# Don't ask, don't tell: don't really care

Now all the media is finally settling over the DADT situation, it's time to hop on the "so what?" bandwagon, and in places attack it altogether.

When gays are allowed to marry, and legally call it marriage to reap all the legal benefits thereof (such as taxes), that will be a day where a small step toward further equality is taken. When they can adopt kids as easily as married husband and wife, that will be another day of equality. From a perspective of individual "fairness", I'm willing to call the DADT repeal useful, though, and a minute step for fulfillment of contract, because now openly (or found-out) gay soldiers can get their crack-money scholarships and veterans benefits and so on.

My views are similar to those expressed in the linked post. I have no problem with gays serving in the military, I have a problem with serving in the military, and I have to wonder at the intelligence of anyone who chooses to do so, especially these days. No, I take that last bit back, there are plenty of rational reasons to join, depending on your own ethics, personality, and definition of winning. Some may want power (becoming a general's a great way to become President), some may want to kill, some may want the benefits like a free college education they use to lure new recruits in, some may just like playing with big toys. I hope there aren't many who believe they're defending the country from invasion or something, others might believe it's God's will, perhaps they hate Middle Easterners (or just Brown People, and Mexico's next), they might not know why the hell they're fighting but just keep doing it like so many others do with their crappy day-jobs, and will latch on to any of these reasons when presented to them as an excuse.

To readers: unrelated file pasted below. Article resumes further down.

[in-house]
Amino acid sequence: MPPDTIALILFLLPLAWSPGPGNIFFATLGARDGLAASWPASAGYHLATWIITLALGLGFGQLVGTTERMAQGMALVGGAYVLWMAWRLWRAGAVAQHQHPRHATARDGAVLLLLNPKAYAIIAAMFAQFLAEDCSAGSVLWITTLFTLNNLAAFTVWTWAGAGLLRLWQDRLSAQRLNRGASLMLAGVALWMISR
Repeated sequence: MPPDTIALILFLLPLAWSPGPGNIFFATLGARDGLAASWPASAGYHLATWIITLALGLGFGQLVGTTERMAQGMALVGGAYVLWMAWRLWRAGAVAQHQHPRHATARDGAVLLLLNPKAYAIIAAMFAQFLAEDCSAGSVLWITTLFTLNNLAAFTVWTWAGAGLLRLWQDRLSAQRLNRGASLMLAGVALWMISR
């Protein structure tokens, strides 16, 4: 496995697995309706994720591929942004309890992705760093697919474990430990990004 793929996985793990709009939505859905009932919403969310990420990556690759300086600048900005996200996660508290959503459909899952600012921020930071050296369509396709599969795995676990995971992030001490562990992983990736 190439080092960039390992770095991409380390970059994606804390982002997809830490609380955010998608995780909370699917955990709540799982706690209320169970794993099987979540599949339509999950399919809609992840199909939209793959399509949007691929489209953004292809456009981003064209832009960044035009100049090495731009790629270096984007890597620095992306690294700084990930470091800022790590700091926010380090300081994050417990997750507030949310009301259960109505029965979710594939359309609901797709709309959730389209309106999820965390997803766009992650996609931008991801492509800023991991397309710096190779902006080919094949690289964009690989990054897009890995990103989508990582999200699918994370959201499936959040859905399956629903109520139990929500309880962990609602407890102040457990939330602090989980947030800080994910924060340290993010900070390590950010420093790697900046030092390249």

Before I turn this into another rant on soldiers, I'll again say I have no problems with soldiers as people. I had a nice conversation with two of them on a plane flight a couple weeks ago. (Those blue uniforms suck in ways I hadn't thought of.) The system just depresses me so much and I struggle to empathize with any human volunteering themselves for it. I have no problem with women serving in military either, but why, girls, why? Become an engineer or something, you don't need to try and prove you have a penis too.

The step against religious bigotry is the other thing I'll give this repeal. It's depressing how so many of us fear and sometimes loathe love, and even pleasure; we feed on hate and violence. Separating archaic, brutal, inhumane religious ideas from our governments and their systems can only be a good thing.

Apart from those? There's no reason to rejoice this. Would we rejoice if they lowered the drinking, voting, and serving in the military ages down to 16? I wouldn't, though I think 16 year olds certainly are capable of making such decisions at that age, it would be a "Libertarian victory". Another Libertarian victory would be child labor, which may actually come about since America is out of options for sustaining its economic empire. (We already work 40 hours a week, both couples in a relationship usually work, wages aren't rising and families are shrinking and the middle class is being destroyed with the majority seeping into the lower class.) I can't say I'm against letting children work with parental consent, and I'm not against letting people sell their spare organs, but I don't like the systems where such acts are desirable or necessary. Everyone 16 or older should be able to serve in the military, but no one should want to, and ideally the military shouldn't even exist. I remain an optimistic idealist for that last bit, hopeful for the future of our species and hopeful for the capabilities of molecular nanotechnology.

#### Posted on 2011-01-03 by Jach

Tags: government, soldiers

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